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Dubai: Iran voted on Friday in a presidential election tipped in the favour of a hard-line protege of Supreme Leader Ayatollah Ali Khamenei, fuelling public apathy and sparking calls for a boycott in the Islamic Republic.

State-linked opinion polling and analysts put hard-line judiciary chief Ebrahim Raisi as the dominant front-runner in a field of just four candidates. Former Central Bank chief, Abdolnasser Hemmati, is running as the race’s moderate candidate but hasn’t inspired the same support as outgoing President Hassan Rouhani, who is term limited from seeking the office again.

If elected, Raisi would be the first serving Iranian president sanctioned by the US government even before entering office over his involvement in the mass execution of political prisoners in 1988, as well as his time as the head of Iran’s internationally criticized judiciary — one of the world’s top executioners.

It also would firmly put hard-liners in control across the Iranian government as negotiations in Vienna continue over trying to save Tehran’s tattered nuclear deal with world powers, as it enriches uranium to the closest point yet to weapons-grade levels.

Tensions remain high with both the U.S. And Israel, which is believed to have carried out a series of attacks targeting Iranian nuclear sites and assassinating the scientist who created its military atomic program decades earlier.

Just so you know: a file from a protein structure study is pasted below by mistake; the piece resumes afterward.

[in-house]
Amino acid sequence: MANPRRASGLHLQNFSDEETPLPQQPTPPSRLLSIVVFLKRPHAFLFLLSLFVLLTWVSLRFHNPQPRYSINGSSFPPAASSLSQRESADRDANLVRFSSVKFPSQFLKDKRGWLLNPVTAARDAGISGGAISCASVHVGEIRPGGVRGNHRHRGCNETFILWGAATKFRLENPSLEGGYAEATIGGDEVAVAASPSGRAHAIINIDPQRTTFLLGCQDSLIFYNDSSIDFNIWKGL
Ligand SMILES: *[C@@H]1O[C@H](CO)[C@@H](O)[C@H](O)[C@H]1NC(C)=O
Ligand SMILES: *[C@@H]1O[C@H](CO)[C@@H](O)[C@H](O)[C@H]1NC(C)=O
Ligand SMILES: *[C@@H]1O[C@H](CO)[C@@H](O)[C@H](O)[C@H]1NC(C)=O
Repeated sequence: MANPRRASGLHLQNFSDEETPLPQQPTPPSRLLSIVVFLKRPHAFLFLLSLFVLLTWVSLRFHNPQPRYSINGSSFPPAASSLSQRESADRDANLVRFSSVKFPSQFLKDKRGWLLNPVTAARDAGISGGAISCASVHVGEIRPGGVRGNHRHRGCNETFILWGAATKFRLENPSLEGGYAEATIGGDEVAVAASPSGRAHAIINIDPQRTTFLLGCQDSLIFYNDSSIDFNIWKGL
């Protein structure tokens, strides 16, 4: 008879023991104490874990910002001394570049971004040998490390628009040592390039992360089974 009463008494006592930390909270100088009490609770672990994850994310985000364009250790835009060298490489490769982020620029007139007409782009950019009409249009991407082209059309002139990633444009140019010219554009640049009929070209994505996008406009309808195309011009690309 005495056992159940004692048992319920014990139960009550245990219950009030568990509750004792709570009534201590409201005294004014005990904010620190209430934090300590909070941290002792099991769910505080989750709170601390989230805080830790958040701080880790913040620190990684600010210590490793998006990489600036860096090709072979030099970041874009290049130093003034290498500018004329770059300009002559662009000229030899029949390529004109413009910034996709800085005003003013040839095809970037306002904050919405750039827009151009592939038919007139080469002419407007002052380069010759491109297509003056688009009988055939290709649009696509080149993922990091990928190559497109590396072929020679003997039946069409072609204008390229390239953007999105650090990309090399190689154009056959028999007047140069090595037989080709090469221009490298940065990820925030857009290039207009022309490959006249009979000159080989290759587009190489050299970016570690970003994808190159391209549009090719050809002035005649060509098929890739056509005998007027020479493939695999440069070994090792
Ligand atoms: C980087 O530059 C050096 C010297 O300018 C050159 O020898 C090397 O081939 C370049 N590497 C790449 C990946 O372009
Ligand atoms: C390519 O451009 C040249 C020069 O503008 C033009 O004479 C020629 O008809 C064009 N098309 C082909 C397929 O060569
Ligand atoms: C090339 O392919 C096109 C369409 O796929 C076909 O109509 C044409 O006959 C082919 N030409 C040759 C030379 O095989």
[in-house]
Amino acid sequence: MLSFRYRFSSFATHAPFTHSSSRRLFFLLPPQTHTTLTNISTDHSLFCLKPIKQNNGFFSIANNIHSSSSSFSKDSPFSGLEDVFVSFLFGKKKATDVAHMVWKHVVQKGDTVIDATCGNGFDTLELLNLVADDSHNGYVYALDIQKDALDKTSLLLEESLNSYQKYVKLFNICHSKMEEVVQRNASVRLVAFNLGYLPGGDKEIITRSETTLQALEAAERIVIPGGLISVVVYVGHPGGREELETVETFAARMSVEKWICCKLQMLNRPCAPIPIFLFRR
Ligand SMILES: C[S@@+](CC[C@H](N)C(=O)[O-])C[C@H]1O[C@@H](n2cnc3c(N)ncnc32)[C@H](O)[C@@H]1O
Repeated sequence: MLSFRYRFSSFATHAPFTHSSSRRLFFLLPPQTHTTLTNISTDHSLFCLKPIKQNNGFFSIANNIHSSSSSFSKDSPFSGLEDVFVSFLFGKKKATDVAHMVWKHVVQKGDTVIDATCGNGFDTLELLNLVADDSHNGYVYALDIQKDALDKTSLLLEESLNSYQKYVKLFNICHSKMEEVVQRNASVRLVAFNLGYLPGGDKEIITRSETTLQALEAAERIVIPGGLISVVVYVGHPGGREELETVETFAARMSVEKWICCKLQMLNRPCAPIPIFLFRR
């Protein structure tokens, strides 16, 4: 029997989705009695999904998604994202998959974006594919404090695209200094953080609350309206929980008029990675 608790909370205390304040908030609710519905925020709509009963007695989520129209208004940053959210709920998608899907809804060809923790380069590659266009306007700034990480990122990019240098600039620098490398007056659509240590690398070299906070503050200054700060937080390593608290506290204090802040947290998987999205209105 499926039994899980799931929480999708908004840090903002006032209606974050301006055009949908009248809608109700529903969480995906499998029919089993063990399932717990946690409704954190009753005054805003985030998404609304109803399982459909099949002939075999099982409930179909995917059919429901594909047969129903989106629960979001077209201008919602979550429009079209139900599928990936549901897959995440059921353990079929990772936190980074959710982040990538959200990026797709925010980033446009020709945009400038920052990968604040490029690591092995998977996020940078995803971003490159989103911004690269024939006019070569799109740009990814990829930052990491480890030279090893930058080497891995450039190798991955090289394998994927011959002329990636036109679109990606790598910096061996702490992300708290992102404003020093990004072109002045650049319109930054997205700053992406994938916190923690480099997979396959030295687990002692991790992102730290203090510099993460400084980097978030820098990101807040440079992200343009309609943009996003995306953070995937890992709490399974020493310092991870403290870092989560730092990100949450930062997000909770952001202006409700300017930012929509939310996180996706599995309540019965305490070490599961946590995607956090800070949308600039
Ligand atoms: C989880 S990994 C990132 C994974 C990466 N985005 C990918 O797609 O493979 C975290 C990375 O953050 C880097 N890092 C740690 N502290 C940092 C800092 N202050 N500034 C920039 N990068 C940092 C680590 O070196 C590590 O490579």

Polls opened at 7 am local time for the vote, which has seen widespread public apathy after a panel under Khamenei barred hundreds of candidates, including reformists and those aligned with Rouhani. Khamenei cast the ceremonial vote from Tehran,

where he urged the public to take part.

“Through the participation of the people the country and the Islamic ruling system will win great points in the international arena, but the ones who benefit first are the people themselves,” Khamenei said. “Go ahead, choose and vote.”  But by mid-day, turnout appeared far lower than Iran’s last presidential election in 2017.

State television offered tight shots of polling places, several of which seemed to have only a handful of voters in the election’s early hours. Those passing by several polling places in Tehran said they similarly saw few voters




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